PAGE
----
According to Galdikas’s perspective, as human presence has encroached on Tanjung Puting over the past three decades, the presence of Camp Leakey has probably saved most of the forest from destruction. With the help of outside funding, the Orangutan Foundation has recently installed 17 guard posts around the forest, and local villagers are running reforestation programs inside the park.

The news is not all good, though. Satellite images from 2004 show that around 40 per cent of Tanjung Puting has been de-vegetated, the main culprits being rice and shrimp farming, gold and silica mining and the march of the oil palm; recent ground surveys show plantations making incursions inside the park. Ever alert, FOE UK recently revealed the Indonesian government is considering whether to allow five palm oil companies to convert seven per cent of Tanjung Puting into plantation land, issuing a cyberactivist alert to its members.

A recent bulletin from the Nyaru Menteng orangutan rescue centre in central Kalimantan presents a picture of stressed volunteers rushed off their feet, picking up orangutans from forest habitats recently cleared to make way for vast tracts of palm plantations, before they come to harm. As the number of orangutans at the centre swells into the hundreds, housing them all is becoming a growing challenge.

At such centres, orphaned pet orangutans captured in government raids are released into the wild after a period of gradual readjustment. The reconditioning process at Camp Leakey involves daily use of a small training forest followed by release at a remote outpost inside the park. After initially being given handouts, the orangutans are encouraged to become self-reliant. Biologists engaged in this process hope that after years of captivity orangutans will quickly adopt their natural behaviour patterns, which include swinging on vines, building nests in trees and feeding on fruit and termites. While it’s still too early to gauge the success of release programs, Peter Pratje is hopeful that the long-term survival rate will be at least 50 per cent.

 

Time for action

Evidence continues to reinforce the impression that Indonesia is failing to adhere to the UN’s Kinshasa Declaration on Great Apes, which it signed last year. Signatory countries to the declaration have all agreed to take the necessary steps to prevent the great apes’ extinction. Malaysia was conspicuous, at the time of writing, as one of two great-ape-range countries not to have signed.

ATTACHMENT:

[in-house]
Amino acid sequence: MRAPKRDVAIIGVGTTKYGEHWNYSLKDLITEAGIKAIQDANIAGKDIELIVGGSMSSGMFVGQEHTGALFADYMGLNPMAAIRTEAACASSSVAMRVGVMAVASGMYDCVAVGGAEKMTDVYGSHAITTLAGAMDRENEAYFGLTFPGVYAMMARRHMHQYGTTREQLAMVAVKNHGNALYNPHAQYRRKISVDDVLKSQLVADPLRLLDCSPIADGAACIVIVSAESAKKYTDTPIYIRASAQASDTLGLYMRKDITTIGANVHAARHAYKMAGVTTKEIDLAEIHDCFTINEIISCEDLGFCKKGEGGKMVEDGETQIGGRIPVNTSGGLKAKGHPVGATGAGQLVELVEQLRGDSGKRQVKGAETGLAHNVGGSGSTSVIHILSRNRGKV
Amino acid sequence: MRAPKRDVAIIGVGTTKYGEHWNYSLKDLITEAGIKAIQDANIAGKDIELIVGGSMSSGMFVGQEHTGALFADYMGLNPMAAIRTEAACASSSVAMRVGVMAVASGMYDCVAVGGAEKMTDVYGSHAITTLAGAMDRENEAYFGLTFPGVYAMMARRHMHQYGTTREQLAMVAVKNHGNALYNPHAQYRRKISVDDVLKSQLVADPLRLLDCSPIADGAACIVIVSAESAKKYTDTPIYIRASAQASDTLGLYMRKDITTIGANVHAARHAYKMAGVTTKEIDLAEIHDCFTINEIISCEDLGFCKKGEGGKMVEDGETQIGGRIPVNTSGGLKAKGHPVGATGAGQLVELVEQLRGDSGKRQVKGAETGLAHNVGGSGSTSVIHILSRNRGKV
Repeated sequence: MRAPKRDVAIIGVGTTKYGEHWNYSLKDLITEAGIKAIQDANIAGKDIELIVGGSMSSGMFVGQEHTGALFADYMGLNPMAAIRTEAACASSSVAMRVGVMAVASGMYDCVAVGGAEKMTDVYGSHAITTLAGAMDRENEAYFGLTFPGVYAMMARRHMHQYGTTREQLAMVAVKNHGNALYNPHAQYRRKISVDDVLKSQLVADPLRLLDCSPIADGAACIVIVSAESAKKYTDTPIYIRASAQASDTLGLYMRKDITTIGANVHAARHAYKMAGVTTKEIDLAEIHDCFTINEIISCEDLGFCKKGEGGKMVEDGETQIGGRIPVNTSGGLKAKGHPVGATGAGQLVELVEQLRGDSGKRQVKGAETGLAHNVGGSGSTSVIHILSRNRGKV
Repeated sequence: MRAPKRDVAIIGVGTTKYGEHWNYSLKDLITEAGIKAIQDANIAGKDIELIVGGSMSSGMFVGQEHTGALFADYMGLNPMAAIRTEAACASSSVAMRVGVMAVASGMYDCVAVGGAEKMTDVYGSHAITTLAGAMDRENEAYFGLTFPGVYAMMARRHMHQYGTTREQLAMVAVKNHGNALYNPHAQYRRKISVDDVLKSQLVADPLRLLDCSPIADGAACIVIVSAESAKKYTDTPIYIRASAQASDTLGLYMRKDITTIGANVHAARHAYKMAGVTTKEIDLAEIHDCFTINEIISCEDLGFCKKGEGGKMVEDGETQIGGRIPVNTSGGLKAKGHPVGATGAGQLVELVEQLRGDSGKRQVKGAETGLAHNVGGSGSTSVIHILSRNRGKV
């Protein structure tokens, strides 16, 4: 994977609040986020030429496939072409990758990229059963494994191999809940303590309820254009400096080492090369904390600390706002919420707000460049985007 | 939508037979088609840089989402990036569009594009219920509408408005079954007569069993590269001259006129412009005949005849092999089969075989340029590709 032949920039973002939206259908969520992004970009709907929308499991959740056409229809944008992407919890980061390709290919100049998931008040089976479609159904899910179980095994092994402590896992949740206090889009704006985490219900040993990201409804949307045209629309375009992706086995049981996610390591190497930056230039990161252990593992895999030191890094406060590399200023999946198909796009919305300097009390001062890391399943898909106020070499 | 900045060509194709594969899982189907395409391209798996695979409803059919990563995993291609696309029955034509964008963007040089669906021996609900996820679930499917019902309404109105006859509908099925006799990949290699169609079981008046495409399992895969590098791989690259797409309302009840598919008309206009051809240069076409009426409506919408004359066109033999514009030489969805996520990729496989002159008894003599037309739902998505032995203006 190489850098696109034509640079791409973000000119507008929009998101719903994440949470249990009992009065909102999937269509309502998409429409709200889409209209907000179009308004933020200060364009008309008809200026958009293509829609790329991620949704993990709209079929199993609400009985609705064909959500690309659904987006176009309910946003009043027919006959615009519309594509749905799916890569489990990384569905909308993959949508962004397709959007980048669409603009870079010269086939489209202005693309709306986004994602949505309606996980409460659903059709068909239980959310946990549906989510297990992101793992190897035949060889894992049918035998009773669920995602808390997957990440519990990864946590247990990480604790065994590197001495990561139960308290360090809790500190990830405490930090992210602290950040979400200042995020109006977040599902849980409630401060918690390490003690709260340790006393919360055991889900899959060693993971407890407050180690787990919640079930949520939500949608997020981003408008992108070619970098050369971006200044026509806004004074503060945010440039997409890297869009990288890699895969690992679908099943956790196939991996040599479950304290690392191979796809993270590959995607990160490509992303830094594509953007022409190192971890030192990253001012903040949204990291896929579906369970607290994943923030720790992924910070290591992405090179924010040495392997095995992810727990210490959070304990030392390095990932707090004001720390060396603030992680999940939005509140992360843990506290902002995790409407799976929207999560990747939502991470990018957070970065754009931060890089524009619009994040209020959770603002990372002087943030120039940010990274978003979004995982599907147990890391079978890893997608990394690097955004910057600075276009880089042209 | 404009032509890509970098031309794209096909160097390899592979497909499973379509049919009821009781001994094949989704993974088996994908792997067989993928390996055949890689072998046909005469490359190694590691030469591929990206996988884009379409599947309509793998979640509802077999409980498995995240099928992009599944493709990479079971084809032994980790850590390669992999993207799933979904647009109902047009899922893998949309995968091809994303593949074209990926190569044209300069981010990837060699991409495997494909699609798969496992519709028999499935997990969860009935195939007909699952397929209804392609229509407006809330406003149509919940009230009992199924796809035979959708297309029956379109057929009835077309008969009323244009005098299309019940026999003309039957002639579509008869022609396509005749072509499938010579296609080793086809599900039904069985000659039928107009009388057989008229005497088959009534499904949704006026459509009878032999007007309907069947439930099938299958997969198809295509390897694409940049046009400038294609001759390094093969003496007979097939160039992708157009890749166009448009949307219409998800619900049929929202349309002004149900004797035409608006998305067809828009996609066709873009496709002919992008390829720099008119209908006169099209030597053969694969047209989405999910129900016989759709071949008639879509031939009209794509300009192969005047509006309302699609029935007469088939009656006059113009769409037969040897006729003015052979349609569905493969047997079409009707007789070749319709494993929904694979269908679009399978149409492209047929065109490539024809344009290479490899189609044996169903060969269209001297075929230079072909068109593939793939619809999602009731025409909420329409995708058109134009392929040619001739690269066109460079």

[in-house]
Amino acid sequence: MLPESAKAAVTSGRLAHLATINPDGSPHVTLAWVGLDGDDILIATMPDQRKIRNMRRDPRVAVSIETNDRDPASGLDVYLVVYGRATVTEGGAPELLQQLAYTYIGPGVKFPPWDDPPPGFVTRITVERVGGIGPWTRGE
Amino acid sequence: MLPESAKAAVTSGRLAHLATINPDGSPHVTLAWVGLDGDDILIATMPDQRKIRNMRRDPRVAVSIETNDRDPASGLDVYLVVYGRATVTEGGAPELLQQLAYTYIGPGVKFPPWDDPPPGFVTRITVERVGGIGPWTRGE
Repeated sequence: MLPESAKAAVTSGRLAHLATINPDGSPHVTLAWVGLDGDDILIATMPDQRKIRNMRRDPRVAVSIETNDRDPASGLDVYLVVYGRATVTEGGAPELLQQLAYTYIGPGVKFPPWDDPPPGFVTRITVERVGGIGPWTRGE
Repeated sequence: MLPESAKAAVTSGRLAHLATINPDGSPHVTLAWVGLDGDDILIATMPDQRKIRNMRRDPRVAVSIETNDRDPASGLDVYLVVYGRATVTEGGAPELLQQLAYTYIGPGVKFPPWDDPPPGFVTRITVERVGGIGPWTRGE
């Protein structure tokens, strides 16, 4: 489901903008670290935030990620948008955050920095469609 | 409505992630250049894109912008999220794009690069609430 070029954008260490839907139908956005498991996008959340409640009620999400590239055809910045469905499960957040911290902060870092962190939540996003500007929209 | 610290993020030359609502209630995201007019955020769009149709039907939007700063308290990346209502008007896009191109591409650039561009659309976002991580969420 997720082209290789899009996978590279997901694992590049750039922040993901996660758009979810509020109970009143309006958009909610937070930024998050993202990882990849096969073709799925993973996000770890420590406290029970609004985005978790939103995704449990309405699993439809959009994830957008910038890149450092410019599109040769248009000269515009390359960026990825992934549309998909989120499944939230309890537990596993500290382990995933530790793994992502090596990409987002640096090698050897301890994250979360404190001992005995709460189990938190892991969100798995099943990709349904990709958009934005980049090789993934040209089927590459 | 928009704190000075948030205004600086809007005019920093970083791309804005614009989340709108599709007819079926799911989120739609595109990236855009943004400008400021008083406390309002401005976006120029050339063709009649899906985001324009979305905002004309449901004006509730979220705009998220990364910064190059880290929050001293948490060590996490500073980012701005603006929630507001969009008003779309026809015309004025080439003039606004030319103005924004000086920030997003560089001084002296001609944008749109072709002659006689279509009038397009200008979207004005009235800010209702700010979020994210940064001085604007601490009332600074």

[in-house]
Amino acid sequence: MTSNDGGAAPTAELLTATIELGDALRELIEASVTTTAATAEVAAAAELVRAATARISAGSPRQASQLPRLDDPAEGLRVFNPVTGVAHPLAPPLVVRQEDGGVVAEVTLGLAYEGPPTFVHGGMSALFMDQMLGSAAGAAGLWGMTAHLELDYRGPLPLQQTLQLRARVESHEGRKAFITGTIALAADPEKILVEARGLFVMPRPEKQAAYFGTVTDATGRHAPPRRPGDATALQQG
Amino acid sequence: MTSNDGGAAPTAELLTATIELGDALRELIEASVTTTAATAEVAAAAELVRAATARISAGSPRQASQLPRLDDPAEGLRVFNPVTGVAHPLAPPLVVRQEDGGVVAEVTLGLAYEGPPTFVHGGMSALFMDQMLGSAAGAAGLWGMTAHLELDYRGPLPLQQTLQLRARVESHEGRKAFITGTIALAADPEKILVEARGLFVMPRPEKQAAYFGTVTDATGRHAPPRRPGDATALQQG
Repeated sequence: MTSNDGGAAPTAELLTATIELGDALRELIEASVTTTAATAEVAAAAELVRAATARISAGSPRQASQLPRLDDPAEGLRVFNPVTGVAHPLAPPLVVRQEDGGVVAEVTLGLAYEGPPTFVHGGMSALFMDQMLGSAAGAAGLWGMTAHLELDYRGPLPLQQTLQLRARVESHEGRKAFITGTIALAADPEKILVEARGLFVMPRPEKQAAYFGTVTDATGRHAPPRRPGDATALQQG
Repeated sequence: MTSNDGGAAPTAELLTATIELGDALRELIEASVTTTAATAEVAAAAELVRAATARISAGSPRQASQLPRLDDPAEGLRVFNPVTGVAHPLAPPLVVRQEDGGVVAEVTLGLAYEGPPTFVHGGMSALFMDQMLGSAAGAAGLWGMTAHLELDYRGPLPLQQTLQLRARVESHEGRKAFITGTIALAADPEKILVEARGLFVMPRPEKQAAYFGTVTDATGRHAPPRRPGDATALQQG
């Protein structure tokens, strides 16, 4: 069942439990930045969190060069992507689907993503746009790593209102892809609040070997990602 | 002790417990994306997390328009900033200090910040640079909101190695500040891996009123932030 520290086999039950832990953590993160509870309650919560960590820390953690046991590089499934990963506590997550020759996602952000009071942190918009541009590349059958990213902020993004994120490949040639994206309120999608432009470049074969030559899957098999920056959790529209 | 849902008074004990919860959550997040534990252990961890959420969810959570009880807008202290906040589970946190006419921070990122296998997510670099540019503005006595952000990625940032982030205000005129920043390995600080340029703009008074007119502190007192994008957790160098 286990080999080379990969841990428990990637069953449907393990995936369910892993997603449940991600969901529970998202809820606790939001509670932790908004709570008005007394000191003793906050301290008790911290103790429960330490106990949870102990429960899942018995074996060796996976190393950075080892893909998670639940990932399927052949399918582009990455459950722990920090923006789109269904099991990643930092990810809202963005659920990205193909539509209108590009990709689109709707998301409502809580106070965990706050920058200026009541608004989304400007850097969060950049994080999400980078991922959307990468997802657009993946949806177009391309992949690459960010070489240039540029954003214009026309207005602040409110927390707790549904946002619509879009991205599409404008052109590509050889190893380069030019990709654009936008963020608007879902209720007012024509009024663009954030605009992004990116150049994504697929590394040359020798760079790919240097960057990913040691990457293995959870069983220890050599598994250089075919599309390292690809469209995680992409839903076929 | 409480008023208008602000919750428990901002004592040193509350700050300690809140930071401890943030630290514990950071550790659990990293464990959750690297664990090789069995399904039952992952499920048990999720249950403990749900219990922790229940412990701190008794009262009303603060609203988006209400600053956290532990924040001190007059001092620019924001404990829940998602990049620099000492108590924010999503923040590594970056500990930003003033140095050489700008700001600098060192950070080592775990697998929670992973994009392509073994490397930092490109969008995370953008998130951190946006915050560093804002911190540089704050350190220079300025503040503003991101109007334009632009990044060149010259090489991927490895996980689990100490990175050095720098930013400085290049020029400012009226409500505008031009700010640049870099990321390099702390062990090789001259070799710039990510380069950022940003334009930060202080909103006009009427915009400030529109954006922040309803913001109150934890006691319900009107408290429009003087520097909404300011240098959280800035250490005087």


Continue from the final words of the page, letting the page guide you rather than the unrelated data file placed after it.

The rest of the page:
Meanwhile, numerous NGOs around the world are working to save the orangutan. These include the Perth-based Australian Orangutan Project, which accepts tax-deductible memberships, donations and bequests. Funds provide practical support for orangutan protection and rescue initiatives, all of which are listed on the group’s website.

Nick Lyon and Evie Wright of the Orangutan Film Protection Project have visited Kalimantan twice over the past couple of years, reporting that the destruction is gathering pace. Although time is running out, orangutan groups reject the notion that extinction in the wild is an inevitability and some are prepared to become politically engaged. Hopefully, their efforts will ensure that one day the orangutan and the other great apes, our closest cousins, will enjoy some of the rights many humans have long taken for granted.

 

What can you do?

FOE UK, which has been at the forefront of palm oil activism for years, argues against a blanket boycott of palm oil on the grounds that, besides being impractical, it would impact most severely on poor communities. Instead, it has been urging large food manufacturers and supermarkets to join the RSPO and help bring about the shift to sustainable production.

You can become proactive in the push for corporate social responsibility by contacting the following supermarkets and consumer sector companies to encourage them to adopt corporate sustainability policies on palm oil use and to join the RSPO.

 

Woolworths

T: 1300 767 969

E: www.woolworths.com.au/contactus/index.asp

Coles

T: 1800 061 562

E: customer.relations@coles.com.au

Nestle

T: 1800 025 361

E: www.nestle.com.au/AboutUs/ContactUs/Default.htm

Peerless Foods

T: (03) 9214 7777

E: www.peerlessfoods.com.au/html/contacts.html

Colgate Palmolive

T: 1800 802 307

E: consumers_aunz@colpal.com

PZ Cussons

T: 1800 809 282

E: pzweb.general@pzcussons.com

Proctor and Gamble

T: 1800 028 280

E: brandinfo@au.pgconsumers.com

 

Resources

Australian Orangutan Project: www.orangutan.org.au

Orangutan Foundation International: www.orangutan.org

Orangutan Conservancy: www.orangutan.com

Sumatran Orangutan Society: www.orangutans-sos.org

Borneo Orangutan Survival Foundation: www.savetheorangutan.org.uk

Orangutan Film Protection Project: www.cockroach.org.uk

Roundtable on Sustainable Palm Oil: www.sustainable-palmoil.org

The Oil for Ape Scandal: www.foe.co.uk/resource/reports/oil_for_ape_summary.pdf

Martin Oliver is a writer and researcher based in Lismore. His article on Eco-philanthropy appeared in WellBeing 106.

Martin Oliver

Martin Oliver

Martin Oliver writes for several Australian holistic publications including WellBeing on a range of topics, including environmental issues. He believes that the world is going through a major transition and he is keen to help birth a peaceful, cooperative and sustainable reality.